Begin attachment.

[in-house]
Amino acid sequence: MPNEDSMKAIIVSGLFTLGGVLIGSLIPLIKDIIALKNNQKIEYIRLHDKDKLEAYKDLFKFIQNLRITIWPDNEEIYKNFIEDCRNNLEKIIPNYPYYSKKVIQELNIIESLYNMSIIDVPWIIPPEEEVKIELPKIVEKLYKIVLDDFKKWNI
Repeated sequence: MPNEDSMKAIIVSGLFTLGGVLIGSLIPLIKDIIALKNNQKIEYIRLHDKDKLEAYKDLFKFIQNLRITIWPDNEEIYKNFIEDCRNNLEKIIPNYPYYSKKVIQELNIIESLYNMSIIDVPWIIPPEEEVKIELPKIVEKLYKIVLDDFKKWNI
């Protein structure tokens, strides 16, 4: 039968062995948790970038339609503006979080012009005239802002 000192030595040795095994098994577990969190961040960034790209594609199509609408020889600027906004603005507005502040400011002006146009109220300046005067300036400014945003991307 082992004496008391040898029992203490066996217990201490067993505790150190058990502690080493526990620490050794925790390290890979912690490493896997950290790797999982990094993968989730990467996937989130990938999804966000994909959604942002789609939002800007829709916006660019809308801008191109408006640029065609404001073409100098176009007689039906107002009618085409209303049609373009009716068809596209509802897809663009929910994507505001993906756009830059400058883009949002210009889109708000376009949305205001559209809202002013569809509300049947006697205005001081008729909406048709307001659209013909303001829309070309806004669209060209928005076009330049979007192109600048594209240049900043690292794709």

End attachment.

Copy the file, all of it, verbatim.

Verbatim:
[in-house]
Amino acid sequence: MPNEDSMKAIIVSGLFTLGGVLIGSLIPLIKDIIALKNNQKIEYIRLHDKDKLEAYKDLFKFIQNLRITIWPDNEEIYKNFIEDCRNNLEKIIPNYPYYSKKVIQELNIIESLYNMSIIDVPWIIPPEEEVKIELPKIVEKLYKIVLDDFKKWNI
Repeated sequence: MPNEDSMKAIIVSGLFTLGGVLIGSLIPLIKDIIALKNNQKIEYIRLHDKDKLEAYKDLFKFIQNLRITIWPDNEEIYKNFIEDCRNNLEKIIPNYPYYSKKVIQELNIIESLYNMSIIDVPWIIPPEEEVKIELPKIVEKLYKIVLDDFKKWNI
């Protein structure tokens, strides 16, 4: 039968062995948790970038339609503006979080012009005239802002 000192030595040795095994098994577990969190961040960034790209594609199509609408020889600027906004603005507005502040400011002006146009109220300046005067300036400014945003991307 082992004496008391040898029992203490066996217990201490067993505790150190058990502690080493526990620490050794925790390290890979912690490493896997950290790797999982990094993968989730990467996937989130990938999804966000994909959604942002789609939002800007829709916006660019809308801008191109408006640029065609404001073409100098176009007689039906107002009618085409209303049609373009009716068809596209509802897809663009929910994507505001993906756009830059400058883009949002210009889109708000376009949305205001559209809202002013569809509300049947006697205005001081008729909406048709307001659209013909303001829309070309806004669209060209928005076009330049979007192109600048594209240049900043690292794709």